Cowboy Programming

Game Development and General Hacking by the Old West

August 31st, 2007

Why won’t it build?

It’s a timeless tale; you find some useful looking code sample on the internet, you download it, you try to build it and it does not build. This is such a common occurrence that non-building code samples seem to greatly outnumber correctly building code samples on the internet by a factor of ten to one.

So I was incredibly surprised when yesterday I attempted to build the programming language Ruby from scratch on my Vista Desktop. As was expected, it did not build, but the amount of fiddling I had to do was actually incredibly small – pretty all I had to do was figure out one cryptic line in the instructions: “Execute win32\configure.bat on your build directory”, and I was nearly good to go.

Then I tried the same thing on my XP laptop, and I got an error (“cl error 0×2″, which is not incredibly helpful), and I’m stuck (well, I was programming in bed, so I was not strongly motivated to figure it out).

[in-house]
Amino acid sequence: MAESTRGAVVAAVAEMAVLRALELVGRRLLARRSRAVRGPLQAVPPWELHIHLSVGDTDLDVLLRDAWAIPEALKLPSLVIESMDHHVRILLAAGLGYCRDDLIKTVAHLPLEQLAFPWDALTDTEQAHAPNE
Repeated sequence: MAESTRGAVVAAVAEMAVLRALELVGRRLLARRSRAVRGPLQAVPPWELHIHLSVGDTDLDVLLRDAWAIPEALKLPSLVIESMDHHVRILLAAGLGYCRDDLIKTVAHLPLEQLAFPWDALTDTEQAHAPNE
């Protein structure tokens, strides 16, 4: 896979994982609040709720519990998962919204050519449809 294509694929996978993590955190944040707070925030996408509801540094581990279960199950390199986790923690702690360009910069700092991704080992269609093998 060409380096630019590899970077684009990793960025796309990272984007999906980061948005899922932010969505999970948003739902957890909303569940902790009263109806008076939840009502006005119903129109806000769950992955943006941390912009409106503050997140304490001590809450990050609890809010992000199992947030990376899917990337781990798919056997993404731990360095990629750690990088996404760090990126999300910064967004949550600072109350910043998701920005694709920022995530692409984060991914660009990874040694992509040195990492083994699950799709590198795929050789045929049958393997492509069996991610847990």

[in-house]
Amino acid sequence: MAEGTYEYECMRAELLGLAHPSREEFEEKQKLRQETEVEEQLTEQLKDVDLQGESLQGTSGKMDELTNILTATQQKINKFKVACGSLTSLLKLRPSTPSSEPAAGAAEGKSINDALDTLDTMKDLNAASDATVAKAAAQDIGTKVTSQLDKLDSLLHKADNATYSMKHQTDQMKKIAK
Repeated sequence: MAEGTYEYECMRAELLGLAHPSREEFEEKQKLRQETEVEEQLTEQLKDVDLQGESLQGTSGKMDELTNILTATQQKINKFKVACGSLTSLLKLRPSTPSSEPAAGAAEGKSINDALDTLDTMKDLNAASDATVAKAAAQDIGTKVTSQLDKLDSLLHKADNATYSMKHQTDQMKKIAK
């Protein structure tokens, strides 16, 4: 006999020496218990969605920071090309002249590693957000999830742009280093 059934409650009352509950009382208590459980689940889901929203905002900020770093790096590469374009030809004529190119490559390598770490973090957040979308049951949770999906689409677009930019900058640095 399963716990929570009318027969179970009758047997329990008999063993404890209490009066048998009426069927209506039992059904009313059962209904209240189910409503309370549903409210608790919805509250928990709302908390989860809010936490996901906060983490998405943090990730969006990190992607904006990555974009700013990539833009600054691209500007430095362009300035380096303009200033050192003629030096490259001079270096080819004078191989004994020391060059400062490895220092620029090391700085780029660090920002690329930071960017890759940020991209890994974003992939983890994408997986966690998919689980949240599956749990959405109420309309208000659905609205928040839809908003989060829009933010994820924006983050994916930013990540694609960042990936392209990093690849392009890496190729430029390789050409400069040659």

NMAKE : fatal error U1077: ‘cl’ : return code ’0×2′

But it got me thinking, why do hardly any code samples build? Well, in my experience it is always because something is either A) The Wrong Version or B) Missing. Problem B is generally the easier to solve, except in the rather unfortunately common case where something being missing means that another version is used, and it ends up being A – wrong.

1) Wrong or Missing Paths
Paths tell the tools where to look for things. If the paths are wrong, or missing, then the tools will look for things in the wrong place, and might find the wrong version, or they might find nothing. Unless your paths are correct, it does not matter what else it correct. The order of paths is very important, as the build tools (or Windows, if just running a tool) will look through them in that order.